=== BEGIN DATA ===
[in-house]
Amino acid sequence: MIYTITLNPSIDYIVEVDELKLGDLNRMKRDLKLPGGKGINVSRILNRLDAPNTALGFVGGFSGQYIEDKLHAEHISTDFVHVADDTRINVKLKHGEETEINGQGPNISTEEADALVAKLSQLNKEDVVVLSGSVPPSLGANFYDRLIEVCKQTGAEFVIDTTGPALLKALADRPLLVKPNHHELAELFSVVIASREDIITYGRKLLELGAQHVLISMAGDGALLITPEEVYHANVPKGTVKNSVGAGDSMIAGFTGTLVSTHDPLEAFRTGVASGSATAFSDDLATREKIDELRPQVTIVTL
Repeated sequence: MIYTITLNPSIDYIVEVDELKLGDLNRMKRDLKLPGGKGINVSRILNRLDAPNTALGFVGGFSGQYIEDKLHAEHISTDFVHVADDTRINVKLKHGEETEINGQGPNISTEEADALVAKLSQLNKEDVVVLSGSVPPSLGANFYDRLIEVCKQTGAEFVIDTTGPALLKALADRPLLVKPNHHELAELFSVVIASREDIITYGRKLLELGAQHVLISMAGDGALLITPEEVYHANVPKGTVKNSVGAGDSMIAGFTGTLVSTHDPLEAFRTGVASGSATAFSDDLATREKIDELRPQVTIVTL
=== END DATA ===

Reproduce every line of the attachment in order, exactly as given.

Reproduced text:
[in-house]
Amino acid sequence: MIYTITLNPSIDYIVEVDELKLGDLNRMKRDLKLPGGKGINVSRILNRLDAPNTALGFVGGFSGQYIEDKLHAEHISTDFVHVADDTRINVKLKHGEETEINGQGPNISTEEADALVAKLSQLNKEDVVVLSGSVPPSLGANFYDRLIEVCKQTGAEFVIDTTGPALLKALADRPLLVKPNHHELAELFSVVIASREDIITYGRKLLELGAQHVLISMAGDGALLITPEEVYHANVPKGTVKNSVGAGDSMIAGFTGTLVSTHDPLEAFRTGVASGSATAFSDDLATREKIDELRPQVTIVTL
Repeated sequence: MIYTITLNPSIDYIVEVDELKLGDLNRMKRDLKLPGGKGINVSRILNRLDAPNTALGFVGGFSGQYIEDKLHAEHISTDFVHVADDTRINVKLKHGEETEINGQGPNISTEEADALVAKLSQLNKEDVVVLSGSVPPSLGANFYDRLIEVCKQTGAEFVIDTTGPALLKALADRPLLVKPNHHELAELFSVVIASREDIITYGRKLLELGAQHVLISMAGDGALLITPEEVYHANVPKGTVKNSVGAGDSMIAGFTGTLVSTHDPLEAFRTGVASGSATAFSDDLATREKIDELRPQVTIVTL